Articles Posted in Personal Injury

In a recent unreported decision by the Appellate Court of Maryland, Arrow Parking Corp., et al. v. Cade, a civil action stemming from a premises liability claim sheds light on pivotal legal doctrines, including the duty of care in negligence, jury instructions, evidence admissibility, and the preservation of issues for appellate review.

This case offers a comprehensive overview of how appellate courts approach these legal concepts, especially in the context of negligence and premises liability.

Facts of Arrow Parking v. Cade

In a new Appellate Court of Maryland decision, the court addressed municipal liability for injuries sustained due to potentially negligent maintenance of public infrastructure.

The court examined the concepts of contributory negligence, where a plaintiff’s own negligence might offset the defendant’s liability, and the assumption of risk, assessing whether the plaintiff knowingly and voluntarily exposed himself to a known hazard. Additionally, the court addressed the sufficiency of the City’s notice regarding the potential danger of the storm grate and the relevance of past similar incidents. (Baltimore is always “the City” to me but it makes sense to abbreviate Annapolis that way here.)

While this is an unreported opinion, this case is instructive for understanding how Maryland courts navigate the complexities of these aspects of negligence law, particularly in the context of municipal responsibility and the nuances of contributory negligence and assumption of risk defenses.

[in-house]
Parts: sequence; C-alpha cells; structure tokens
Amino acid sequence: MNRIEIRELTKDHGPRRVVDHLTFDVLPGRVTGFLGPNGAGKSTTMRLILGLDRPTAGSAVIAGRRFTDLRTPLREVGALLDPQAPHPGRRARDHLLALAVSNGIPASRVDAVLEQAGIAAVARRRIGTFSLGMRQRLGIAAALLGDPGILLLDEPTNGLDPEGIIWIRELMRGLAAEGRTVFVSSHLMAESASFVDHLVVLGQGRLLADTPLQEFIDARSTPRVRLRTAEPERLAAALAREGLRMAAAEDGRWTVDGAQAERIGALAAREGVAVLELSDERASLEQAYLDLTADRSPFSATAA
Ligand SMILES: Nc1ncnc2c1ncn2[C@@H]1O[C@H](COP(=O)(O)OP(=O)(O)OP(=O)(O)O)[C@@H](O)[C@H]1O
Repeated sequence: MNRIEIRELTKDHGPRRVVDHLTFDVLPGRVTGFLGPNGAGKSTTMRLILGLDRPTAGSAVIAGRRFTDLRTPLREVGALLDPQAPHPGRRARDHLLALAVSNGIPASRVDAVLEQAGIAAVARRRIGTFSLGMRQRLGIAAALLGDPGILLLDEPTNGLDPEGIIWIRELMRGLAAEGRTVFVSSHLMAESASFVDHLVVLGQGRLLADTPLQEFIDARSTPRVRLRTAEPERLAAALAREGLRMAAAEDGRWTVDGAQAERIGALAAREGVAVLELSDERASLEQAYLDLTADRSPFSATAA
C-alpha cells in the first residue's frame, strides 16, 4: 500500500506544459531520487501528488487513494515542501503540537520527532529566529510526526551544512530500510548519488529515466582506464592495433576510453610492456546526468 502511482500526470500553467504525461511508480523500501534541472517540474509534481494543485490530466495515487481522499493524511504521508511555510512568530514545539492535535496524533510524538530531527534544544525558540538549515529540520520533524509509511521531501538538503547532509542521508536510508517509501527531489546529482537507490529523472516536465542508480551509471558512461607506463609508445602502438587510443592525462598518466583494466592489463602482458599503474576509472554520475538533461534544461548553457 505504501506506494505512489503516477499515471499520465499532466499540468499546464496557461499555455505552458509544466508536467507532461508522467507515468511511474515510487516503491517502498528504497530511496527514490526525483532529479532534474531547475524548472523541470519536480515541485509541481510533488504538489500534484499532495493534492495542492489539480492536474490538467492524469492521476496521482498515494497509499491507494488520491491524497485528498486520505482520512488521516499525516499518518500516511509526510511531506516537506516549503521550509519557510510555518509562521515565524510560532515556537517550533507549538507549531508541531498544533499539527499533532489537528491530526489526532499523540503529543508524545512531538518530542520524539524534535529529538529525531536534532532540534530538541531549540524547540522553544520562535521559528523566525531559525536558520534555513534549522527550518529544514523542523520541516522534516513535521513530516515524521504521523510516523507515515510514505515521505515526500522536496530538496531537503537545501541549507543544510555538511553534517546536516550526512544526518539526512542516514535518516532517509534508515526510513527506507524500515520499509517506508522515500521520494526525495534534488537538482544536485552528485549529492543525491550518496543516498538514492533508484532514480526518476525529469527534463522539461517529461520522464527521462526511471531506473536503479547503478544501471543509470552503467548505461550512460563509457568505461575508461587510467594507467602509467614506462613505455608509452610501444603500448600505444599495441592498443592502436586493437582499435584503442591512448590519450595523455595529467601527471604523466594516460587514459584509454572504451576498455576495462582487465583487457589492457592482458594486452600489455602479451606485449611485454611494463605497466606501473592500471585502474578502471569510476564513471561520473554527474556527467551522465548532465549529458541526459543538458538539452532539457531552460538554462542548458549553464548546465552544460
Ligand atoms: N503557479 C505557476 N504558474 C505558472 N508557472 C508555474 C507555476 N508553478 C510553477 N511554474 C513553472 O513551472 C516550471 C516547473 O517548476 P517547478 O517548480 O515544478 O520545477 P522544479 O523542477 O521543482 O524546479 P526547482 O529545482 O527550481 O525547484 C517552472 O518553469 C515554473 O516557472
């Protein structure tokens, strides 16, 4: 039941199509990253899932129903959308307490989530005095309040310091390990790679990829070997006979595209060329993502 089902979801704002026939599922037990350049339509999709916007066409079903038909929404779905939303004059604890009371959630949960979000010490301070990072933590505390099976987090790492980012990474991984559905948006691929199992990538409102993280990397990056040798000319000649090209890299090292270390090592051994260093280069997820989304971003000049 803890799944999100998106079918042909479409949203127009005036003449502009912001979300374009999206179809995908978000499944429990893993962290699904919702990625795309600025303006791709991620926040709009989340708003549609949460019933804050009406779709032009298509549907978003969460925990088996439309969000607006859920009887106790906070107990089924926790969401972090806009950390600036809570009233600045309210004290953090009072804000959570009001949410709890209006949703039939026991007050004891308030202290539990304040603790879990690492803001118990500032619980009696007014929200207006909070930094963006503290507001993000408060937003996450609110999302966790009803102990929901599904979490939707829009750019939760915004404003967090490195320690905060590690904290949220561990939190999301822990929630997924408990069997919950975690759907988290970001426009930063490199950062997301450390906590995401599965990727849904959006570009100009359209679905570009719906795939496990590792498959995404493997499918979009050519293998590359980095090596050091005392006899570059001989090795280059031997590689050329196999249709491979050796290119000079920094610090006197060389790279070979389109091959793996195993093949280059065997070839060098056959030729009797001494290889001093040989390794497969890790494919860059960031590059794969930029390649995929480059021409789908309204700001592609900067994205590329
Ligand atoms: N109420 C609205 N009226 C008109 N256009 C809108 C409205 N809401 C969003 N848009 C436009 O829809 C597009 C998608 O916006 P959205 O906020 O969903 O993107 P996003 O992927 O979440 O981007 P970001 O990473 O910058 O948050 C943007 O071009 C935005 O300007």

You don’t see many Maryland slip-and-fall cases in U.S. District Court.  But Bardroff v. Sanexen Water is the rare slip and fall that found its way to federal court. Last week, Federal Magistrate Judge J. Mark Coulson had an opportunity to rule on a slip-and-fall motion in such a case.

Facts of Bardroff v. Sanexen Water

Sanexen Water began working on the water system on Matthews Drive in Harford County where the plaintiff lived. It was a big job.  Temporary water pipes were placed along the entire length of Matthews Drive, and door hangers were placed on residents’ doors, warning them to be careful around the temporary water network. Plaintiff Bardroff interpreted this warning as an instruction for residents to avoid damaging the temporary water network.

A Jury Verdict Research study looked at jury verdicts. This data is old but still telling.  Oklahoma would at first glance appear to be an awful place for lawyers to try personal injury cases. The median compensation award in Oklahoma trials is $6,824 and plaintiffs receive a recovery in only 43% of personal injury cases that go to a jury. Compared to the national data, these figures are awful.

If you are an Oklahoma personal injury lawyer with a seriously injured client, does this mean you do not have a fair chance of getting a fair and meaningful recovery for your client’s injuries? I don’t think so. A full 10% of verdicts in personal injury cases in Oklahoma were for $500,000 or more. While to some extent this is comparing apples to oranges, only in 1% of motor vehicle accident cases in Maryland does the jury award more than $500,000.